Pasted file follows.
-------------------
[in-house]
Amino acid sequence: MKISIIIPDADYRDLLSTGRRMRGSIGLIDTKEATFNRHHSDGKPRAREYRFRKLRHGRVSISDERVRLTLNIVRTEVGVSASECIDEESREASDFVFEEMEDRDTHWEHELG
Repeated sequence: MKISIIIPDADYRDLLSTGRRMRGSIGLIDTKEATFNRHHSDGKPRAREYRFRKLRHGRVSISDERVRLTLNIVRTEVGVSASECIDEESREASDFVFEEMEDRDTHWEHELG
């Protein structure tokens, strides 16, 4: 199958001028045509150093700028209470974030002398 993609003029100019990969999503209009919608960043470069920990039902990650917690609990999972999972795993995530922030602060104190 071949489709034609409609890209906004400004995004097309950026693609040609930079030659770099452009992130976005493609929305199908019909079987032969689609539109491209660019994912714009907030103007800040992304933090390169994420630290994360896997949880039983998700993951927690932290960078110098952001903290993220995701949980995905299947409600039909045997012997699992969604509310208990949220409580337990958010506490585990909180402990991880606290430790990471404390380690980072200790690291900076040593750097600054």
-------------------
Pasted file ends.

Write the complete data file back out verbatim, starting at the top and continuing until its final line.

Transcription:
[in-house]
Amino acid sequence: MKISIIIPDADYRDLLSTGRRMRGSIGLIDTKEATFNRHHSDGKPRAREYRFRKLRHGRVSISDERVRLTLNIVRTEVGVSASECIDEESREASDFVFEEMEDRDTHWEHELG
Repeated sequence: MKISIIIPDADYRDLLSTGRRMRGSIGLIDTKEATFNRHHSDGKPRAREYRFRKLRHGRVSISDERVRLTLNIVRTEVGVSASECIDEESREASDFVFEEMEDRDTHWEHELG
């Protein structure tokens, strides 16, 4: 199958001028045509150093700028209470974030002398 993609003029100019990969999503209009919608960043470069920990039902990650917690609990999972999972795993995530922030602060104190 071949489709034609409609890209906004400004995004097309950026693609040609930079030659770099452009992130976005493609929305199908019909079987032969689609539109491209660019994912714009907030103007800040992304933090390169994420630290994360896997949880039983998700993951927690932290960078110098952001903290993220995701949980995905299947409600039909045997012997699992969604509310208990949220409580337990958010506490585990909180402990991880606290430790990471404390380690980072200790690291900076040593750097600054």